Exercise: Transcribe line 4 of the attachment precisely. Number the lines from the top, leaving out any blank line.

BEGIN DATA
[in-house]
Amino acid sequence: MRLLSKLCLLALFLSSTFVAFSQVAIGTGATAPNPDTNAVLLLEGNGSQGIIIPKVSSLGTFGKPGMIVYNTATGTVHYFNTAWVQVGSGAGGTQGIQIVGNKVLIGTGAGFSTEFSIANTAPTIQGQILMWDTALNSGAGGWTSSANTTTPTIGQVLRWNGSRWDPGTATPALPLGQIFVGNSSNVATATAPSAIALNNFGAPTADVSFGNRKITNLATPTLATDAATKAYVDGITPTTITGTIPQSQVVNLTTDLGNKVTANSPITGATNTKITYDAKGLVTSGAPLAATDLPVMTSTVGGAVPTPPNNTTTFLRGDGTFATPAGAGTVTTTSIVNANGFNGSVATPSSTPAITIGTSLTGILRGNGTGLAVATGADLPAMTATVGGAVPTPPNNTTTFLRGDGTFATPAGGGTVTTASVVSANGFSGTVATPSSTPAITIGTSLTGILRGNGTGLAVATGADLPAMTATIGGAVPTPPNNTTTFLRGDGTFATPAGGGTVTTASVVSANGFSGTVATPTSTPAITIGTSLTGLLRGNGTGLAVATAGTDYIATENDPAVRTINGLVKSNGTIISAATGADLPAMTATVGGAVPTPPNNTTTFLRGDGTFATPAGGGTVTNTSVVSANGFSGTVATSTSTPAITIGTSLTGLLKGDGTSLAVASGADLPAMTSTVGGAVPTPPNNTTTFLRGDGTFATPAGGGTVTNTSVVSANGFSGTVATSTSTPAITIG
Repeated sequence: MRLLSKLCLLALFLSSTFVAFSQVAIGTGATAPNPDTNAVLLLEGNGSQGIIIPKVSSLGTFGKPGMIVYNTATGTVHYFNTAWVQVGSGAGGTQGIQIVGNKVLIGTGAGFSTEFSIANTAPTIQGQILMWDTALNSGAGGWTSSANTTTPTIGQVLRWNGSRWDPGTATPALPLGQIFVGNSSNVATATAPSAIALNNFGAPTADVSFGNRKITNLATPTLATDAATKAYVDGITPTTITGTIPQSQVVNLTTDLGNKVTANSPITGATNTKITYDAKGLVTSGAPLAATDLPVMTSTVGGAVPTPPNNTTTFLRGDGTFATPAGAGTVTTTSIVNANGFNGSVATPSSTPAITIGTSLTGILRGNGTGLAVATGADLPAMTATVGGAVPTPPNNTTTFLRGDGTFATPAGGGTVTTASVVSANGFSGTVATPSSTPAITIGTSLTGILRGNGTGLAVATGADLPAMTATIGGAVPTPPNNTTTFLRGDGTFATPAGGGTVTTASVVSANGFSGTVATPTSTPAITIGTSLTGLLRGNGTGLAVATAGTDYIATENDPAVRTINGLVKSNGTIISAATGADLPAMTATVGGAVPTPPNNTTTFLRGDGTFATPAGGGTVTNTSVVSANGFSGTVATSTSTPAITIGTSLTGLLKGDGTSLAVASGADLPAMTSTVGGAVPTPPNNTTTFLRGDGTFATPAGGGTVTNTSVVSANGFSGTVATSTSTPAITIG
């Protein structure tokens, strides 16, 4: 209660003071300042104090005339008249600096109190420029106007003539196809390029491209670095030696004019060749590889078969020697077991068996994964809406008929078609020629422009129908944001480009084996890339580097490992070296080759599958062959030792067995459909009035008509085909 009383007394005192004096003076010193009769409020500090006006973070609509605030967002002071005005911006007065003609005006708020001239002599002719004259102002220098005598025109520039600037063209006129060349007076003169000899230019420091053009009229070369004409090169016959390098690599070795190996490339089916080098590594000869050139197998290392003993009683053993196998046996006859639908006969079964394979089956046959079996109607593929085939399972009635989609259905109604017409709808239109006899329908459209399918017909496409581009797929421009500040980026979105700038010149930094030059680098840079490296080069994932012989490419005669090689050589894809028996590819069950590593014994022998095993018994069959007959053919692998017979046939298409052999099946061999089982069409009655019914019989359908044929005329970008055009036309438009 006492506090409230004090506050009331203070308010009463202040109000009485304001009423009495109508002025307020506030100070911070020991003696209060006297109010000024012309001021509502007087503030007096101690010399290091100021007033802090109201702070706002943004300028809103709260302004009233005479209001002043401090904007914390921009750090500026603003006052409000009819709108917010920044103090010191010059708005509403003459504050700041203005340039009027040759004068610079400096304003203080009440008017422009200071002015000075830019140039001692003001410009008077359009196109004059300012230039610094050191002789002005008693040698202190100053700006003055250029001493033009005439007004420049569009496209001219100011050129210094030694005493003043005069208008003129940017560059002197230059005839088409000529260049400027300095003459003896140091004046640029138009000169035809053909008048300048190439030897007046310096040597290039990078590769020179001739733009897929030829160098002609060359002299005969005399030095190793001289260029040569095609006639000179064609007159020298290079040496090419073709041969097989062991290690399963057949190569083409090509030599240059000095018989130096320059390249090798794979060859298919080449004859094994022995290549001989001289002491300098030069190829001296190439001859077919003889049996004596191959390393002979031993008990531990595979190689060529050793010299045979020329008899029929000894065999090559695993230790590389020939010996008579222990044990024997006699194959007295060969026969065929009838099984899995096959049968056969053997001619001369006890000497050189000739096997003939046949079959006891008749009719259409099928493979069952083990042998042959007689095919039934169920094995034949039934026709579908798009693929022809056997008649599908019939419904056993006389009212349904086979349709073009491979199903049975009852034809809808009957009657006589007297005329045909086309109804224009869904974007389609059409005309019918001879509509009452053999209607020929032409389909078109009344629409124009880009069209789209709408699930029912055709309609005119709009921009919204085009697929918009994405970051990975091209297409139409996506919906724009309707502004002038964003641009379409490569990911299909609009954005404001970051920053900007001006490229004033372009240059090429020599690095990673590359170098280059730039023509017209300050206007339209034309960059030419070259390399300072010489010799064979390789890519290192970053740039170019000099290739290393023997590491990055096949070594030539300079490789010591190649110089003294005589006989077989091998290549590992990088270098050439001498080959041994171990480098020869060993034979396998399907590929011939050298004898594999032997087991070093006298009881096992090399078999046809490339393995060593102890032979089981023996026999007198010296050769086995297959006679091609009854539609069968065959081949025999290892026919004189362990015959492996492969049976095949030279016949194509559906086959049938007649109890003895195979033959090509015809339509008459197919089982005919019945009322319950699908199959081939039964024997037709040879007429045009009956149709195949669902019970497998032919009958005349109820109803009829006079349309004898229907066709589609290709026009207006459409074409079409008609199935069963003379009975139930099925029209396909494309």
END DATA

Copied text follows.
């Protein structure tokens, strides 16, 4: 209660003071300042104090005339008249600096109190420029106007003539196809390029491209670095030696004019060749590889078969020697077991068996994964809406008929078609020629422009129908944001480009084996890339580097490992070296080759599958062959030792067995459909009035008509085909 009383007394005192004096003076010193009769409020500090006006973070609509605030967002002071005005911006007065003609005006708020001239002599002719004259102002220098005598025109520039600037063209006129060349007076003169000899230019420091053009009229070369004409090169016959390098690599070795190996490339089916080098590594000869050139197998290392003993009683053993196998046996006859639908006969079964394979089956046959079996109607593929085939399972009635989609259905109604017409709808239109006899329908459209399918017909496409581009797929421009500040980026979105700038010149930094030059680098840079490296080069994932012989490419005669090689050589894809028996590819069950590593014994022998095993018994069959007959053919692998017979046939298409052999099946061999089982069409009655019914019989359908044929005329970008055009036309438009 006492506090409230004090506050009331203070308010009463202040109000009485304001009423009495109508002025307020506030100070911070020991003696209060006297109010000024012309001021509502007087503030007096101690010399290091100021007033802090109201702070706002943004300028809103709260302004009233005479209001002043401090904007914390921009750090500026603003006052409000009819709108917010920044103090010191010059708005509403003459504050700041203005340039009027040759004068610079400096304003203080009440008017422009200071002015000075830019140039001692003001410009008077359009196109004059300012230039610094050191002789002005008693040698202190100053700006003055250029001493033009005439007004420049569009496209001219100011050129210094030694005493003043005069208008003129940017560059002197230059005839088409000529260049400027300095003459003896140091004046640029138009000169035809053909008048300048190439030897007046310096040597290039990078590769020179001739733009897929030829160098002609060359002299005969005399030095190793001289260029040569095609006639000179064609007159020298290079040496090419073709041969097989062991290690399963057949190569083409090509030599240059000095018989130096320059390249090798794979060859298919080449004859094994022995290549001989001289002491300098030069190829001296190439001859077919003889049996004596191959390393002979031993008990531990595979190689060529050793010299045979020329008899029929000894065999090559695993230790590389020939010996008579222990044990024997006699194959007295060969026969065929009838099984899995096959049968056969053997001619001369006890000497050189000739096997003939046949079959006891008749009719259409099928493979069952083990042998042959007689095919039934169920094995034949039934026709579908798009693929022809056997008649599908019939419904056993006389009212349904086979349709073009491979199903049975009852034809809808009957009657006589007297005329045909086309109804224009869904974007389609059409005309019918001879509509009452053999209607020929032409389909078109009344629409124009880009069209789209709408699930029912055709309609005119709009921009919204085009697929918009994405970051990975091209297409139409996506919906724009309707502004002038964003641009379409490569990911299909609009954005404001970051920053900007001006490229004033372009240059090429020599690095990673590359170098280059730039023509017209300050206007339209034309960059030419070259390399300072010489010799064979390789890519290192970053740039170019000099290739290393023997590491990055096949070594030539300079490789010591190649110089003294005589006989077989091998290549590992990088270098050439001498080959041994171990480098020869060993034979396998399907590929011939050298004898594999032997087991070093006298009881096992090399078999046809490339393995060593102890032979089981023996026999007198010296050769086995297959006679091609009854539609069968065959081949025999290892026919004189362990015959492996492969049976095949030279016949194509559906086959049938007649109890003895195979033959090509015809339509008459197919089982005919019945009322319950699908199959081939039964024997037709040879007429045009009956149709195949669902019970497998032919009958005349109820109803009829006079349309004898229907066709589609290709026009207006459409074409079409008609199935069963003379009975139930099925029209396909494309």